The methods and algorithms developed in the BigEarth project: 1) address the challenges on knowledge discovery from big data archives for EO, which contributes to the EU’s Artificial Intelligence research and innovation agenda; and 2) ease the information discovery from massive archives based on efficient and effective modelling, indexing and querying the complex content of RS images (which go beyond the simple keywords/tags-based search).
We have developed several methods and algorithms in framework of remote sensing (RS) image classification, search and retrieval for fast and accurate information discovery from massive data archives.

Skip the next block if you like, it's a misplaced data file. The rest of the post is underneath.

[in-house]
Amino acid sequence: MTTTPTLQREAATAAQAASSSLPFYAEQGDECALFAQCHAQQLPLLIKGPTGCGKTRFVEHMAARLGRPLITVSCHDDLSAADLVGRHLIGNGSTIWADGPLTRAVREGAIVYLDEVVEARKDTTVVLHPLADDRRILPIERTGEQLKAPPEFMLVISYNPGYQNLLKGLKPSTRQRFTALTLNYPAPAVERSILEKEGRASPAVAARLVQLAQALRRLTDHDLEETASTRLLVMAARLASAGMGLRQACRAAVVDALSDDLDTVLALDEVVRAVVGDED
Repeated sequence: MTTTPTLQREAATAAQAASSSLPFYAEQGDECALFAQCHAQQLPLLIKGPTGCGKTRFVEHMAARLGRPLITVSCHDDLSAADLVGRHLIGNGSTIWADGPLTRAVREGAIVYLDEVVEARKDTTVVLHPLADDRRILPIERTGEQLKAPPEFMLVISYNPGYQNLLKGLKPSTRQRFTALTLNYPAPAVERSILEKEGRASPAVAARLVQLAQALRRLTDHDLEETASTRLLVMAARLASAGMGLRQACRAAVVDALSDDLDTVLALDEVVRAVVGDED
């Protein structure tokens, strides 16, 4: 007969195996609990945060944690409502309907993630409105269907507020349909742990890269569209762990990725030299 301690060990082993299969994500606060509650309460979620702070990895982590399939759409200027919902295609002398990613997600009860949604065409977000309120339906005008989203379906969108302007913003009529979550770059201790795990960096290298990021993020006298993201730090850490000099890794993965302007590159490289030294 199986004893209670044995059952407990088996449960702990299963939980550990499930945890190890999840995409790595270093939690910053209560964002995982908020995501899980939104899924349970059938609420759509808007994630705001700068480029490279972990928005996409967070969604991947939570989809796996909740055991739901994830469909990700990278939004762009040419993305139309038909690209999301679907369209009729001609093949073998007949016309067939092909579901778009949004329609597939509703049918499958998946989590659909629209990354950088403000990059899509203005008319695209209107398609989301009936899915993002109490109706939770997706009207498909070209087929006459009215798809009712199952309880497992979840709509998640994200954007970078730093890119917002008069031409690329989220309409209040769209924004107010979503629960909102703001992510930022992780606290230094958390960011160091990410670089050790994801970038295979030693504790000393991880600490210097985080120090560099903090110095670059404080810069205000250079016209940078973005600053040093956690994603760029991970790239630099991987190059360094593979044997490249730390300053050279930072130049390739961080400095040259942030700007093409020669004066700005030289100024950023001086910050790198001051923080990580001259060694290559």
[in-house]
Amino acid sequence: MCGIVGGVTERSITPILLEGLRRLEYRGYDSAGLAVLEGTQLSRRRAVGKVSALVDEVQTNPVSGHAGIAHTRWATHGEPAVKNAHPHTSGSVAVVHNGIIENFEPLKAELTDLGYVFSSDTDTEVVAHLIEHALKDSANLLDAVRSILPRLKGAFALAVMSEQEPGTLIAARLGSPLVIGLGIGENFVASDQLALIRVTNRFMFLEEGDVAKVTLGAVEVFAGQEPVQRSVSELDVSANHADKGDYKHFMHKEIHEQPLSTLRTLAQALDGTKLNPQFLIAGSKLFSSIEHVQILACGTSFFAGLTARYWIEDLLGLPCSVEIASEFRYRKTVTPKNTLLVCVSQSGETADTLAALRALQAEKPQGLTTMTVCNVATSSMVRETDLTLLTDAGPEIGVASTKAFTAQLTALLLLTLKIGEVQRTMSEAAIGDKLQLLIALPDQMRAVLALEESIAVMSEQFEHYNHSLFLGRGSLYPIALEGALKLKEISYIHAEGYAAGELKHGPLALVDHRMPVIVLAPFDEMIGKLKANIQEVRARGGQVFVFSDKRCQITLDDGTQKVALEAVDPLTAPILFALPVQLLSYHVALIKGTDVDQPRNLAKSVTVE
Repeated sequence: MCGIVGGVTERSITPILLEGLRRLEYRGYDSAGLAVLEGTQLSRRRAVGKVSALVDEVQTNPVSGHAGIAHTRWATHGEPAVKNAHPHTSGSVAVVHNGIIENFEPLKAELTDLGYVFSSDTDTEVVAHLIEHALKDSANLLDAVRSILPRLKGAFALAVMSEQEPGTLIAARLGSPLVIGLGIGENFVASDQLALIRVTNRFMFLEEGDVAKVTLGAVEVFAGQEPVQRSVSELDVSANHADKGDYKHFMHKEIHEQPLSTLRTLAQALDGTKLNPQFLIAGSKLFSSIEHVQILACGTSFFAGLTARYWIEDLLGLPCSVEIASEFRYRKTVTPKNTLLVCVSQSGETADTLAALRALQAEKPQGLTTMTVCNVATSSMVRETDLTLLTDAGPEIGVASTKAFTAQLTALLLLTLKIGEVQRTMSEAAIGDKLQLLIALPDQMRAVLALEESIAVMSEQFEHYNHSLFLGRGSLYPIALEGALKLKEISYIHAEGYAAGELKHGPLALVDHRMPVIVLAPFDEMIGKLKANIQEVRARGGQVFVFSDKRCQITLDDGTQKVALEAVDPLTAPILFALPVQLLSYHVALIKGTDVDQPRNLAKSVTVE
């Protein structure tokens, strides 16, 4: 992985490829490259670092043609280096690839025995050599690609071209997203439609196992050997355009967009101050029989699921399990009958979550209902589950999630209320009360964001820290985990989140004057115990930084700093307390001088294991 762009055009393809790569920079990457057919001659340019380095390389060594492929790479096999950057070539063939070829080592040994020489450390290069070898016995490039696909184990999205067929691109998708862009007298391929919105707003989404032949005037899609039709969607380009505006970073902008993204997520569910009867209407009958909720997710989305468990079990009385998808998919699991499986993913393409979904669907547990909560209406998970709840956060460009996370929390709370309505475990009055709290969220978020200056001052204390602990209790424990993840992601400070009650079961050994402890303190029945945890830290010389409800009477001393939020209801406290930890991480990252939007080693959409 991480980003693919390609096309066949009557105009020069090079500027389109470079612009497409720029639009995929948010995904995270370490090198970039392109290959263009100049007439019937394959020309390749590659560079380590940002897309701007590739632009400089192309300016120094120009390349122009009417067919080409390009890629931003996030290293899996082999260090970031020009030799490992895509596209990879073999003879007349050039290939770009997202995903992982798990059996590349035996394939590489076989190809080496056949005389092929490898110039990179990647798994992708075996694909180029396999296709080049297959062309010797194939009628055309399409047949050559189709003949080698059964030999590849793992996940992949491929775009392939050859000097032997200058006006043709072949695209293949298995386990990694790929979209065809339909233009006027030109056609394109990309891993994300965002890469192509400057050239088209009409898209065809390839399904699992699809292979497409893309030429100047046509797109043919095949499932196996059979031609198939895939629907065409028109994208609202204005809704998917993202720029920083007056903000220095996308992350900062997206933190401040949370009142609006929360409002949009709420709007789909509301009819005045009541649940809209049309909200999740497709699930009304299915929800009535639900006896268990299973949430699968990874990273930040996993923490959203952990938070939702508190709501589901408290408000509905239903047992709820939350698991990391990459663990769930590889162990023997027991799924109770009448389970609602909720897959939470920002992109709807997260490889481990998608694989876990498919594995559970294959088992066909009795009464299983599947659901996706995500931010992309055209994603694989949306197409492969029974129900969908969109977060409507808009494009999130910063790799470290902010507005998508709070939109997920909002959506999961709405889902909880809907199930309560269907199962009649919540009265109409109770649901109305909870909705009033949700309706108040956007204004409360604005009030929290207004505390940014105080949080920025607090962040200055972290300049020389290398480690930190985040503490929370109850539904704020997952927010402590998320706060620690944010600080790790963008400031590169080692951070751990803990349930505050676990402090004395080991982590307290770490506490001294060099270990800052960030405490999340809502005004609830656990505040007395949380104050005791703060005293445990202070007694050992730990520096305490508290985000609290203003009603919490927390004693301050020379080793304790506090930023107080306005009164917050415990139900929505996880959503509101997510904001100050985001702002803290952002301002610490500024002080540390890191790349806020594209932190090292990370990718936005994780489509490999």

Deep learning (DL) based methods have been found popular in the framework of RS image retrieval, indexing and scene classification. Most of the existing DL based methods assume that training images are annotated by single-labels, however RS images typically contain multiple classes and thus can simultaneously be associated with multi-labels. Despite the success of existing methods in describing the information content of very high resolution aerial images with RGB bands, any direct adaptation for high-dimensional high-spatial resolution RS images falls short of accurate modeling the spectral and spatial information content. To address this problem, we developed several methods in the framework of the multi-label classification, indexing and retrieval of high dimensional RS images. As an example, one of our recent methods describes the complex spatial and spectral content of image local areas by a novel K-Branch Convolutional Neural Networks (CNN) that includes spatial resolution specific CNN branches. Then, it characterizes the importance scores of different local areas of each image and then defines a global descriptor for each image based on these scores. This is achieved by a novel multi-attention strategy that utilizes the bidirectional long short-term memory networks. Moreover, to accurately describe the relationships between the objects and their attributes present in RS images, we researched on RS image captioning and developed a novel retrieval system that exploits image captions generated by a novel deep captioning algorithm.